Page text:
The Wizard’s Race

5 Wizard's Race illo

Elaine Stirling

The Wizard’s Race

I

As virtuous men pass mildly away,
And whisper to their souls to go,
Whilst some of their sad friends do say,
“The breath goes now,” and some say, “No,”
—John Donne, “A Valediction: Forbidding Mourning”

Wizards do it backwards,
the bumper sticker reads on
the Corvette convertible, weaving
through lanes at 103, the digital
sign tattles in kilometers, not
miles. He was making his way
at ordinary speeds, if you go
by the look, so wicked to the metal
I push. Call yourself magic? I say
as virtuous men pass mildly away.

I am a secret, deliberate adorer
of villainy and the implausible,
back-pedaling, shapeshifting on
ethics and tenets faster than
a sneeze, seeking tidbits to
whisk me high-up or low,
anything to keep the in-between
well penned with other dull domesticates
toward whom I coldness show
and whisper to their souls to go.

I haven’t always been a snob.
See how easy that was? Yes, I have
and am convinced by forces
unexplainable, no need of further
limelight, that central to Creation’s
where I stand and shameless play
and always have, mid-Universe;
and only when I stoop do conquest
and defeat have their misguided way,
whilst some of their sad friends do say:

“Oh woe is me, alack, alas!” How
succulent the tendency to suck,
agree to mediocrity, and crave when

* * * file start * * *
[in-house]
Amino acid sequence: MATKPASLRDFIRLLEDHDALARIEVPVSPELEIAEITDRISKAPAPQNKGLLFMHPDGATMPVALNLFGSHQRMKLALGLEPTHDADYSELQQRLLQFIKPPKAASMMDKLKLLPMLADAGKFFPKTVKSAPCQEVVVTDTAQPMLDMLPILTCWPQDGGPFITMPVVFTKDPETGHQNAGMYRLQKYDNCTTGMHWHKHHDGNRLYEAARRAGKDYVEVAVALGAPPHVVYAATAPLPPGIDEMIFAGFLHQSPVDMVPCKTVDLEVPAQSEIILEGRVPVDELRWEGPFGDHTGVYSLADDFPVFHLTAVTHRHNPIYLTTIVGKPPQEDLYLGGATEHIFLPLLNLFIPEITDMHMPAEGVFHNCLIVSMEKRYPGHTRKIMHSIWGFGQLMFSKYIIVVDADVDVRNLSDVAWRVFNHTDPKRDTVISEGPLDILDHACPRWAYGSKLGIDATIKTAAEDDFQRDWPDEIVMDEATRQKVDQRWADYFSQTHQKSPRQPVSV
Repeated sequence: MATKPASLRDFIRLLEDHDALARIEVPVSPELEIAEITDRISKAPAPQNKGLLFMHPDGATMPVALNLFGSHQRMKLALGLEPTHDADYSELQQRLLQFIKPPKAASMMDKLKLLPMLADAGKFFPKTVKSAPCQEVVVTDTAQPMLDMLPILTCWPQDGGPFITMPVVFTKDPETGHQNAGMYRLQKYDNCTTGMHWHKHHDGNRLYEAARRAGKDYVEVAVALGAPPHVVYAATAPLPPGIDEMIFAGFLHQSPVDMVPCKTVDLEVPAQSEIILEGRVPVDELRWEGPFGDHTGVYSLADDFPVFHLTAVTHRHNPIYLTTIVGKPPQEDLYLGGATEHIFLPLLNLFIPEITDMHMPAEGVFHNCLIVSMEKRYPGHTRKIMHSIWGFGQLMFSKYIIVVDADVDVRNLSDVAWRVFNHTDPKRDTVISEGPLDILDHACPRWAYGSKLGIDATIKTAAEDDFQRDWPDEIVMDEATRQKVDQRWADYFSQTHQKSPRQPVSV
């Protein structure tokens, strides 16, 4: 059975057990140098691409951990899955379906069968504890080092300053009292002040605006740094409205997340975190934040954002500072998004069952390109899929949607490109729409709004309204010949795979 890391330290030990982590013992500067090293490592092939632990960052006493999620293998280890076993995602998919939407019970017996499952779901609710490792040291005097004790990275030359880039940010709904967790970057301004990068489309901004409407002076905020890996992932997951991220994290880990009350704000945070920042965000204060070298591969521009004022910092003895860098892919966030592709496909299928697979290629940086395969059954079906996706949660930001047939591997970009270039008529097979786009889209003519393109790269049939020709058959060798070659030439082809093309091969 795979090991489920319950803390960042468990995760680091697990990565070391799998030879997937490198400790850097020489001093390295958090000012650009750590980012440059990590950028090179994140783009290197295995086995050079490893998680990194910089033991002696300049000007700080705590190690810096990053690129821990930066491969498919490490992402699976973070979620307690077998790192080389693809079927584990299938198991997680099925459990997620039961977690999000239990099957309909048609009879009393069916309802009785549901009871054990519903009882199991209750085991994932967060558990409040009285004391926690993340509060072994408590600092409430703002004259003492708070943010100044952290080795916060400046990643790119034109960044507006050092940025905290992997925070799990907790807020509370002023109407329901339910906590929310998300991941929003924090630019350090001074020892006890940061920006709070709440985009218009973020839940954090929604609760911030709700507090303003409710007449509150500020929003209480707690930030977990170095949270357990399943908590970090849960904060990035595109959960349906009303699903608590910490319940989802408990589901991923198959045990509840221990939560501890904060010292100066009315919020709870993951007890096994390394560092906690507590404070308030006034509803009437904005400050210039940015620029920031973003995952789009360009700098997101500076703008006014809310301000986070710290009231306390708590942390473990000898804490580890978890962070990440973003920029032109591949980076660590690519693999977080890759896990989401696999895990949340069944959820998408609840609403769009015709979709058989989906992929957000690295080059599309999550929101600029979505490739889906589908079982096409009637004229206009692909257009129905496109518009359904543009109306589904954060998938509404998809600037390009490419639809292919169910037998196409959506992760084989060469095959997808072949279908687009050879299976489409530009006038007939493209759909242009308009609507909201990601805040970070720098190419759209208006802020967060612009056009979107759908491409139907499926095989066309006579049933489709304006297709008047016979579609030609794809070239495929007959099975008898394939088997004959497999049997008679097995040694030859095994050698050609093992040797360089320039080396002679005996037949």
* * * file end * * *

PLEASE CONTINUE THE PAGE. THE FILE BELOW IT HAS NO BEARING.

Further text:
up proves nothing much or new
and down draws same-old crowds with
banners crying, “Victim!” Gotta blow
this joint, so off I go again in search.
I am my own lost sheep; I bleat, inured
to thorns and torn ambitions slow
the breath goes now, and some say, “No.”
II

So let us melt, and make no noise,
No tear-floods, nor sigh-tempests move;
‘Twere profanation of our joys
To tell the laity our love.

That I would meet said wizard
of the red Corvette who never
speeds across a table, bored
with all I’d seen and heard
of aggression and strategy
like pinball that employs
collision and intrusion
was surprise enough; for him
to whisper then, they have their toys
so let us melt, and make no noise . . .

We didn’t creep, we strode
as big and bright as day
past negligence in suits
and bellhops with their Ph.D.s
to where he’d parked. We drove
till dawn, then from his glove
compartment he removed a book
that seemed to be all diagrams.
First rules of coefficient magic prove
no tear-floods, nor sigh-tempests move.

I gazed upon a broad expanse
of debris like swirling mica,
skies of metal gray. What I had
thought was dawn were tiny bits
of light, each self-contained. Where
are we? This is the land of decoys,
or where they go to die—I gestured,
what?—You’re seeing what our
miscreant belief in lack deploys.
‘Twere profanation of our joys

that made this grave and bleakened
wilderness from which the disenchanted
scrimp and scratch and patch